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Participating In The Magic Of Who We Are

Growing up, Halloween was a very different Holiday for me than it was for my friends. My parents, particularly my mom, was very suspicious of this day. While my parents did take me “Trick or Treating” a few times, they didn’t like what Halloween represented. I myself didn’t really like it all that much either. I wasn’t into horror movies, going to haunted houses, or anything else except for getting candy from other peoples houses. Most of my Halloween’s consisted of my staying at home and watching movies. But even in midst of Halloween and everything scary that comes with it, I always thought that there was a sort of magic in it. Halloween looks very different this year because of the Corona Virus. How are we supposed to celebrate during a pandemic? There will be no Halloween Horror nights to make us feel like our hearts stopped, no random haunted houses, or even “Trick or Treating.” This has changed the entire way we envisioned Halloween especially because it’s on a Saturday. All of the planning has gone out the window. Now we have to come up with a new way to celebrate this year that involves being without each other. Just because we won’t be with each other doesn’t mean the magic is gone. There are still so many things we can do together because of technology. Maybe this years Halloween asks something of us that’s different than all of the previous ones. What if this Halloween were supposed to see each other as magic? We can have Zoom Halloween parties and eat dinner together. We can have Halloween movie nights, we can create our own haunted houses using our phones to take our friends through the worlds we built, or we can simply relax with our family and enjoy eating candy for hours. This doesn’t mean that “Trick or Treating” is completely off the table either. We can just put a bucket of candy on our doorstep and have people come by and take a few pieces. This may not be what we wanted but it still requires our participation in our communities. This is the type of magic we can create. It’s not about not having anywhere to go but rather what we do with what we have. Two of my favorite Halloween movies are John Krasinki’s A Quiet Place and Halloweentown High, a Disney Channel movie. Both of these movies I highly recommend for Halloween. The reason I bring both of this movies up is because they both offer more than just horror or the typical point of Halloween. First, I want to address A Quiet Place. Directed by John Krasinki from “The Office” it tells the story of a family living in a post-apocalyptic world where monsters who are blind hunt only by sound. Sound is used interchangeably to convey intimacy and terror. In addition, it’s all about survival and the love that a family has for one another. While it is scary at some points, it beautifully addresses that there is no greater love than a parent loving their children. The second movie Halloweentown High is also a great movie to watch with family and friends during Halloween. It tells the story of Marnie Piper, a witch, who lives between two worlds. The mortal world and the world of Halloweentown. The story addresses the demarcation of both worlds and trying to mend them together. Within the context of the story this means bringing creatures from Halloweentown to the mortal world to attend high school. The story deals with the problem of segregation, integration, and the beautiful reconciliation between two worlds. Both movies bring about a magic that generates love. Within the context of our world maybe these movies can teach us what it means to love when something that’s outside of ourselves like the Corona Virus attacks or can bring us together no matter what we look like.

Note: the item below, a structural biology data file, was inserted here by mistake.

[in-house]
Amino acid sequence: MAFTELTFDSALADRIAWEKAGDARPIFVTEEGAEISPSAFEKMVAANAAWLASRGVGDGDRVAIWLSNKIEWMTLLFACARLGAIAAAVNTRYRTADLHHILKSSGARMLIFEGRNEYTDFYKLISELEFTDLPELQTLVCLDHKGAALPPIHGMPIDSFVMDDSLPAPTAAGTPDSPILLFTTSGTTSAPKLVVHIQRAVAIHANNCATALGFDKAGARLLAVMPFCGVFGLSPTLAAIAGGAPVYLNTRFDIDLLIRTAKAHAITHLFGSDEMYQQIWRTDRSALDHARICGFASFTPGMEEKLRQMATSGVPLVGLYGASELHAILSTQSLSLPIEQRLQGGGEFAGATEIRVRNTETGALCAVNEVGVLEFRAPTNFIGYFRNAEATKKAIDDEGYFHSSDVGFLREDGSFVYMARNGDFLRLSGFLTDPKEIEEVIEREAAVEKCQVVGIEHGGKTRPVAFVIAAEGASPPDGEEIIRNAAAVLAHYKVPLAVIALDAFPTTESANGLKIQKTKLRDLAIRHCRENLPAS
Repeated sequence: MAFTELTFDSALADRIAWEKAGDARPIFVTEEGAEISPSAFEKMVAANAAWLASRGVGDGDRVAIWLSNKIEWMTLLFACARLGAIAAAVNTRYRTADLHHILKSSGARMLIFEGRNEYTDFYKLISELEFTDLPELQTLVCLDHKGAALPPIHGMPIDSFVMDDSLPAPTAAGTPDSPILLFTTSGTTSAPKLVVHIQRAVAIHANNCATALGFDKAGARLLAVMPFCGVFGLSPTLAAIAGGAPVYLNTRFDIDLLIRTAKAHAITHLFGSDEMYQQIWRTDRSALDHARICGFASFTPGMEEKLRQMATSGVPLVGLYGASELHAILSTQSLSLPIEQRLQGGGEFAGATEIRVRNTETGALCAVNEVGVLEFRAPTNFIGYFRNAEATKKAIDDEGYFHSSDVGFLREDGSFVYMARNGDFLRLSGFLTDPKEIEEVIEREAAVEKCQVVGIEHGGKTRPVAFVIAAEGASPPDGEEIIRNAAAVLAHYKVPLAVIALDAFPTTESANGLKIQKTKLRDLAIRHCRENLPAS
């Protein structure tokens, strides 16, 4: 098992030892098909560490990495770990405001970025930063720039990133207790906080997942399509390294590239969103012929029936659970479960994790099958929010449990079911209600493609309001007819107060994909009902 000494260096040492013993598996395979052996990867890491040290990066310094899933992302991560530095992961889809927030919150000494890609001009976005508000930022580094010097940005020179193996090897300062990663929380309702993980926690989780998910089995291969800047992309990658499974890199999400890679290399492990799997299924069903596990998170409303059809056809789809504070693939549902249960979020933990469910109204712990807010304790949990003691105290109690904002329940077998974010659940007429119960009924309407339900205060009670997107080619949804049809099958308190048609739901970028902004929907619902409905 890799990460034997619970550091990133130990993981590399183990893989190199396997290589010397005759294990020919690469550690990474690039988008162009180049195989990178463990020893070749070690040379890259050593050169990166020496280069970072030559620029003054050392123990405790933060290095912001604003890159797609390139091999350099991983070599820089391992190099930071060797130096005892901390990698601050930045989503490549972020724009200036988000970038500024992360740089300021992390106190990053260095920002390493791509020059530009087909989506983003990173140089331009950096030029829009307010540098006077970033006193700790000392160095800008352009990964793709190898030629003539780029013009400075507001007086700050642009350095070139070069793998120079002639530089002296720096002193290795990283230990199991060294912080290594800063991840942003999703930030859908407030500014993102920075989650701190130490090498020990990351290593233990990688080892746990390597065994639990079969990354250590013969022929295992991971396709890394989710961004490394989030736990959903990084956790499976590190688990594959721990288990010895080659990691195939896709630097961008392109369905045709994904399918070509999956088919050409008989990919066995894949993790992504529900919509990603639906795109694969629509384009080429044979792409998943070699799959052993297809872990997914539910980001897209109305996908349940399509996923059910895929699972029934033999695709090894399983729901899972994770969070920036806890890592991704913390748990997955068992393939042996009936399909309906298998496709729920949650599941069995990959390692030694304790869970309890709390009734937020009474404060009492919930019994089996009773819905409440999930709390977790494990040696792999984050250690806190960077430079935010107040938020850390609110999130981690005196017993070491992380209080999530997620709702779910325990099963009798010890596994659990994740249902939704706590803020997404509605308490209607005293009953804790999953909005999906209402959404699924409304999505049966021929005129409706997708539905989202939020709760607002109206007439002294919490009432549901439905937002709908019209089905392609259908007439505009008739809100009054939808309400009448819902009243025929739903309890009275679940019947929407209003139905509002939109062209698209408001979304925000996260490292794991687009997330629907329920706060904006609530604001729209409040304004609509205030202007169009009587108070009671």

So Halloween may not be what we want this year and that’s okay. Participate in the magic of who you are and bring magic to others. Whether you dress up or not, you’re beautiful just the way you are and that’s where magic truly lives. Don’t stop being creative just because we’re in a pandemic. Continue to love and bring joy to others.


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